I have spent over 40 years working with people and giving retreats and not everyone reflects on their life in Christ the same way. And that is the beauty of the church – the saints have shown us many ways to live in Christ.

    This being ‘nice’ thing that Michael Voris rants about is a red herring and is not helpful – he is stating the obvious but pointing it directly at people he disagrees with. In my opinion is not a scholar of any note but he gives the impression he knows church teaching inside out. He does not.

    As for Timothy Radcliffe, I think you should consider that he was elected by the Dominican Order to be their Master. Do you really believe that they would elect a fool? You send me one quote with no reference however i know it comes from a article he wrote for The Tablet
    ‘This is not to denigrate committed love of people of the same sex. This too should be cherished and supported, which is why church leaders are slowly coming to support same sex civil unions. The God of love can be present in every true love. But ‘gay marriage’ is impossible because it attempts to cut loose marriage from its grounding in our biological life. If we do that, we deny our humanity. It would be like trying to make a cheese soufflé without the cheese, or wine without grapes.’

    Radcliffe is a fine and holy man and is worth reading. But he is not the only person to read, he is part of the history of catholic writers who try to give us some insight into Salvation History.

  • BJC


    Sorry, but you are not convincing me about Fr. Timothy Radcliffe. He makes a basic error in the quote you give above and is seemingly oblivious to the CDF’s document “Considerations regarding proposals to give legal recognition to unions between homosexual persons” (2003) which says this:

    “In those situations where homosexual unions have been legally recognized or have been given the legal status and rights belonging to marriage, clear and emphatic opposition is a duty.” (para 2)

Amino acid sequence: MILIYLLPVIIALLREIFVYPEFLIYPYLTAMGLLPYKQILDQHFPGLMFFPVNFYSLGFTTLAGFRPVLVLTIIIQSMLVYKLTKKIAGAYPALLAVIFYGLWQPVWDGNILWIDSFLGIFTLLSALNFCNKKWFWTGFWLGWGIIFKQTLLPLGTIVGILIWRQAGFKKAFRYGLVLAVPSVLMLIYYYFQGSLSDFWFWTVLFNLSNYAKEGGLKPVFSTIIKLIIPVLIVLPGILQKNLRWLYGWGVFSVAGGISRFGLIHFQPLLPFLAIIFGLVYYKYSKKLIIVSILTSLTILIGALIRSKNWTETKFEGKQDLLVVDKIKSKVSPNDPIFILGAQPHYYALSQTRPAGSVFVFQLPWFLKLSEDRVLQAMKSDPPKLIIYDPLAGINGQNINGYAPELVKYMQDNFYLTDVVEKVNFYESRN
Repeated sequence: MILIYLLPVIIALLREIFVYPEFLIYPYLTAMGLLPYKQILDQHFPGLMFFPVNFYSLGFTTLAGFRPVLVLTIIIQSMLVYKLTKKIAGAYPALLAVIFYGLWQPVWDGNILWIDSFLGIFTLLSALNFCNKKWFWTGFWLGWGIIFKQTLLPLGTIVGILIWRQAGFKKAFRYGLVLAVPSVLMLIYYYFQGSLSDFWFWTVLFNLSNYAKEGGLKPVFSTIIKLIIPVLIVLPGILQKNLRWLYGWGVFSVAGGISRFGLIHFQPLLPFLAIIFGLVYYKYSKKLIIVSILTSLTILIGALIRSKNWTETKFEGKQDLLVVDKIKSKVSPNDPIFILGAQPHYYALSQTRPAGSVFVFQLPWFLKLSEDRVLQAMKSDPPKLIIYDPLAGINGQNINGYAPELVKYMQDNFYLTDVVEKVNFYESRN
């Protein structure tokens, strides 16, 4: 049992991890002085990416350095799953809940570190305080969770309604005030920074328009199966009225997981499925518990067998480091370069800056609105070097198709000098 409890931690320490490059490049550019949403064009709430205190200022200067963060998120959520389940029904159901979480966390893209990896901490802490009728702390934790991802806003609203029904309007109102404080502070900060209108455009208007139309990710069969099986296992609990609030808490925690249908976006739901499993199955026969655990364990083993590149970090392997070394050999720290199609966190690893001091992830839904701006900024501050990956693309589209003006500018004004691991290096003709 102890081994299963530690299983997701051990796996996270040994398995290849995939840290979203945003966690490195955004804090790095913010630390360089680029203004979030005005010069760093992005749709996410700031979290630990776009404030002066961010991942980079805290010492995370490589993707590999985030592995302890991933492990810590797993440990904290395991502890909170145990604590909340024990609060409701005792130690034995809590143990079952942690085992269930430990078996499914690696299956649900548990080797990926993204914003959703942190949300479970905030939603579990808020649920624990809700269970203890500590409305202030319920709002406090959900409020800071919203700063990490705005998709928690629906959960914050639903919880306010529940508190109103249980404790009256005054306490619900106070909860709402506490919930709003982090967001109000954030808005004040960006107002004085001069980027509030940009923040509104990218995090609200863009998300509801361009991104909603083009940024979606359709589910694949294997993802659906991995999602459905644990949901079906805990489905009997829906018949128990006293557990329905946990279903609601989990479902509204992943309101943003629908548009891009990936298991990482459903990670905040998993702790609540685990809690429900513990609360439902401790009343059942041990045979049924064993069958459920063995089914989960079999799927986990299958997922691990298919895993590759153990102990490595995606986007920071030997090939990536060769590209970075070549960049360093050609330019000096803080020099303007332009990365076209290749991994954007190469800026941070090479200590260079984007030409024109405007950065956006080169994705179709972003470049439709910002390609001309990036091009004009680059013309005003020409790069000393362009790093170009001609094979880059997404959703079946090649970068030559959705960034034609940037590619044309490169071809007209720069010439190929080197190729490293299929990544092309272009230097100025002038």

I would have thought he would be quoting it not ignoring it but it would seem that is beyond him. Further he seems to be suggesting in this quote (but of course won’t say it) that homosexual genital acts are not mortally sinful and so is seriously misleading the faithful and putting some souls in mortal danger. Hardly good spiritual leadership from a priest let alone someone who is supposed to be the leader of the Dominican order in this country. For what its worth I don’t rate him and anytime I’ve flicked through his books all I’ve ever seen is the sort of insipid wishy-washy liberalism that goes down a treat in the Tablet.

    On Michael Voris his ‘rants’ are very helpful and his ‘Church of nice’ videos are anything but a red herring. They are spot on. No wonder they get the backs up of liberals, they are exposing people for what they are and the sort of chaos they’ve caused these past 40 years. I don’t know why you think being a ‘scholar’ is important. The point is is he orthodox and does he mislead people on doctrine and morals. The answer is he doesn’t and he’s worth 10 of our so-called ‘Catholic’ scholars out there who write misleading articles and confuse and endanger souls week in week out in magazines like the National Catholic Reporter and the Tablet. A lot of them don’t seem to know even basic points of Catholic doctrine and basically write bs yet all of them seem to have multiple degrees, doctorates and even professorships. Truly Our Lord spoke wisely when he said:

    “I praise you, Father, Lord of heaven and earth, because you have hidden these things from the wise and learned, and revealed them to little children. Yes, Father, for this is what you were pleased to do.” (Lk 10:21)

    The ‘Revolt of the scholars’ is a well known phenomenon in the Church and Phillip Trower documents it well in the link below. Supernatural faith is a gift from God given to us at our baptism and it doesn’t matter how clever you are you can lose it. Frankly, I’d rather have the rock solid faith of a French peasant any day than the mularkey some of these people promote, for as Our Lord teaches us:

    “Without Me you have nothing” (Jn 15:5)

    Finally I’ll leave you with a link to an essay by a true son of St. Dominic who Fr.Timothy Radcliffe could learn something from. He doesn’t mince his words, has got his head screwed and doesn’t neglect his duty of fraternal correction even if it means ‘offending’ people or other people thinking the worse of him. In short he’s not from the ‘Church of nice’ but he does have truth and he does have charity.

  • Bob Hayes

    Apparently Daniel O’Leary was the ‘star turn’ at the A Call to Action rally at Hinsley Hall earlier this month. It is interesting to note that he promotes of a ‘Third Way’ – echoes of that arch-charlatan Tony Blair?